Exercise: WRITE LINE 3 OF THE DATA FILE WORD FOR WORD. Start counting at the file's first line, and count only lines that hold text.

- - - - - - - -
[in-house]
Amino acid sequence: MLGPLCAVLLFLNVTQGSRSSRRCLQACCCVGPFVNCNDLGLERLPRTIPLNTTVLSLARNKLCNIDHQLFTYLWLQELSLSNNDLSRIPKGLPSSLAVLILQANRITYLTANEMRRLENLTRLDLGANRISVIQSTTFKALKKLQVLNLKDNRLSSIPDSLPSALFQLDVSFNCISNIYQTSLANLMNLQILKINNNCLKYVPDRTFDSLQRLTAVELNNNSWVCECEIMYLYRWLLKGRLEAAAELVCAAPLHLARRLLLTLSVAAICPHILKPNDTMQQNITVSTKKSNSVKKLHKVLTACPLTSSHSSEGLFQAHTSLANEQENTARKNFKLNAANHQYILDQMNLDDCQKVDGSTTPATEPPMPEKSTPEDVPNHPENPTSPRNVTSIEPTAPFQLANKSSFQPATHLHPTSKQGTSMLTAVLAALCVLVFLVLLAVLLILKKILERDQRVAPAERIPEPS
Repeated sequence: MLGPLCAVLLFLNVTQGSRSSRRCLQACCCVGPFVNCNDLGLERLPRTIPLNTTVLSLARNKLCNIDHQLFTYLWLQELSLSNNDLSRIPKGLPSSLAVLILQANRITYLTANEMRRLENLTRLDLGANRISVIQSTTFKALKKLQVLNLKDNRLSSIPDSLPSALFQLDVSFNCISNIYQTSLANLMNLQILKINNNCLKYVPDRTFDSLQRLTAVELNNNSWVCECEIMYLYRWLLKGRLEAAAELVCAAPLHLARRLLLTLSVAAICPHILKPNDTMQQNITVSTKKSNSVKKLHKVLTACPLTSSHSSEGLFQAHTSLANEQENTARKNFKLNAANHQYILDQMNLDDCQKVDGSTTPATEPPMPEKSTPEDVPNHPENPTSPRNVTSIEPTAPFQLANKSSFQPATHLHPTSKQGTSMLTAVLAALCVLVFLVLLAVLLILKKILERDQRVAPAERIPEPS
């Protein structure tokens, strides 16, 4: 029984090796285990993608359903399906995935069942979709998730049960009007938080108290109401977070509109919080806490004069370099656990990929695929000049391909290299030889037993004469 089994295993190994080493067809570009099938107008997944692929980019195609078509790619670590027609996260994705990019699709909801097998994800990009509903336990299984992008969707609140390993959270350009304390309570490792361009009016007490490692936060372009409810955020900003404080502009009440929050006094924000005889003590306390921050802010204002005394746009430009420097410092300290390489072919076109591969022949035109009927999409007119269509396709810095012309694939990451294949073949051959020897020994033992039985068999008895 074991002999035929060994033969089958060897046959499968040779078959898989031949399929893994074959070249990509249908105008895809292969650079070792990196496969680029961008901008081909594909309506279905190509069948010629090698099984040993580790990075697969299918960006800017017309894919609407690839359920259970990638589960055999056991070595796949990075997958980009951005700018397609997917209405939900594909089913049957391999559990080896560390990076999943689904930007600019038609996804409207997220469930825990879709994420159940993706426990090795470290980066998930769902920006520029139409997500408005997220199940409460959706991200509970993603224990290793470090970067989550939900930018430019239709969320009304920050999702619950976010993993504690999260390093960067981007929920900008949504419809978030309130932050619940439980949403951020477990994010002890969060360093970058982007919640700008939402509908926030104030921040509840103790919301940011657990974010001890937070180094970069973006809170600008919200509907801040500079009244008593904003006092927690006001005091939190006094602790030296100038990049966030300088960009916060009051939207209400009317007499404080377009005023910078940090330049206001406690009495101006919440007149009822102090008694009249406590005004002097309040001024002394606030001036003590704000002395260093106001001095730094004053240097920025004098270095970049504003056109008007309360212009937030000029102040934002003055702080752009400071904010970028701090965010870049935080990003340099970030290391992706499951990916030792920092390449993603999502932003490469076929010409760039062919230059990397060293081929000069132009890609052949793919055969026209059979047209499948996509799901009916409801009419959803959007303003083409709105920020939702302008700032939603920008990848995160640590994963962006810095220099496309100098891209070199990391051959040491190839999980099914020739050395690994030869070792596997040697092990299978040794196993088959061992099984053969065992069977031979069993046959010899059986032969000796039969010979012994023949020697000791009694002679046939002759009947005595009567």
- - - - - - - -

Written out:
Repeated sequence: MLGPLCAVLLFLNVTQGSRSSRRCLQACCCVGPFVNCNDLGLERLPRTIPLNTTVLSLARNKLCNIDHQLFTYLWLQELSLSNNDLSRIPKGLPSSLAVLILQANRITYLTANEMRRLENLTRLDLGANRISVIQSTTFKALKKLQVLNLKDNRLSSIPDSLPSALFQLDVSFNCISNIYQTSLANLMNLQILKINNNCLKYVPDRTFDSLQRLTAVELNNNSWVCECEIMYLYRWLLKGRLEAAAELVCAAPLHLARRLLLTLSVAAICPHILKPNDTMQQNITVSTKKSNSVKKLHKVLTACPLTSSHSSEGLFQAHTSLANEQENTARKNFKLNAANHQYILDQMNLDDCQKVDGSTTPATEPPMPEKSTPEDVPNHPENPTSPRNVTSIEPTAPFQLANKSSFQPATHLHPTSKQGTSMLTAVLAALCVLVFLVLLAVLLILKKILERDQRVAPAERIPEPS